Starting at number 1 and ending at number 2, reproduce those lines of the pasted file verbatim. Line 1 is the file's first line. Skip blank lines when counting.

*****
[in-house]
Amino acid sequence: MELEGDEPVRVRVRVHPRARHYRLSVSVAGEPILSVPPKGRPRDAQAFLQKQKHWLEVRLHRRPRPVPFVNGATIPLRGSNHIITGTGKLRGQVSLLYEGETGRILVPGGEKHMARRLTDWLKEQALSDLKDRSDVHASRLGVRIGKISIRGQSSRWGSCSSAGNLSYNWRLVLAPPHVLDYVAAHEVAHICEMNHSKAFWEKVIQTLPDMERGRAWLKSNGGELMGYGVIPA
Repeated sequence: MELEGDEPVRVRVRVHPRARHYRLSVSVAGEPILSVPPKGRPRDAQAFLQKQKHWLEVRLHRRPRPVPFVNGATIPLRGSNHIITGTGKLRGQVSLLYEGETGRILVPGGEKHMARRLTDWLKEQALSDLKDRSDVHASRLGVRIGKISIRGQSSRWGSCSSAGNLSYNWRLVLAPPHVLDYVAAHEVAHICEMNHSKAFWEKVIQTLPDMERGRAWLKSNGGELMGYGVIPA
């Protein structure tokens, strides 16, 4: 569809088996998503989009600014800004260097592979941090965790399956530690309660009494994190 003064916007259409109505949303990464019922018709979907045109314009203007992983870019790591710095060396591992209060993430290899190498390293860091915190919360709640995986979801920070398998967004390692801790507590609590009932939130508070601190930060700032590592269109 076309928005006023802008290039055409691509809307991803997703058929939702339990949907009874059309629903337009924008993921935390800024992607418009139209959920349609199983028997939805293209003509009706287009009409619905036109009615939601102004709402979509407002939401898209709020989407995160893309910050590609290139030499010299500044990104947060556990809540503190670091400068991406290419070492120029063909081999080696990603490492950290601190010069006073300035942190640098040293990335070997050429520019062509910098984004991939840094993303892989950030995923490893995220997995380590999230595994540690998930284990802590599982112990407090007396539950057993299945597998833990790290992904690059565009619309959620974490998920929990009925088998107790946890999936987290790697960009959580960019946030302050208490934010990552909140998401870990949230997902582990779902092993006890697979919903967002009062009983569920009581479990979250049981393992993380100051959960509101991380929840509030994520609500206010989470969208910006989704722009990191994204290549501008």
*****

[in-house]
Amino acid sequence: MELEGDEPVRVRVRVHPRARHYRLSVSVAGEPILSVPPKGRPRDAQAFLQKQKHWLEVRLHRRPRPVPFVNGATIPLRGSNHIITGTGKLRGQVSLLYEGETGRILVPGGEKHMARRLTDWLKEQALSDLKDRSDVHASRLGVRIGKISIRGQSSRWGSCSSAGNLSYNWRLVLAPPHVLDYVAAHEVAHICEMNHSKAFWEKVIQTLPDMERGRAWLKSNGGELMGYGVIPA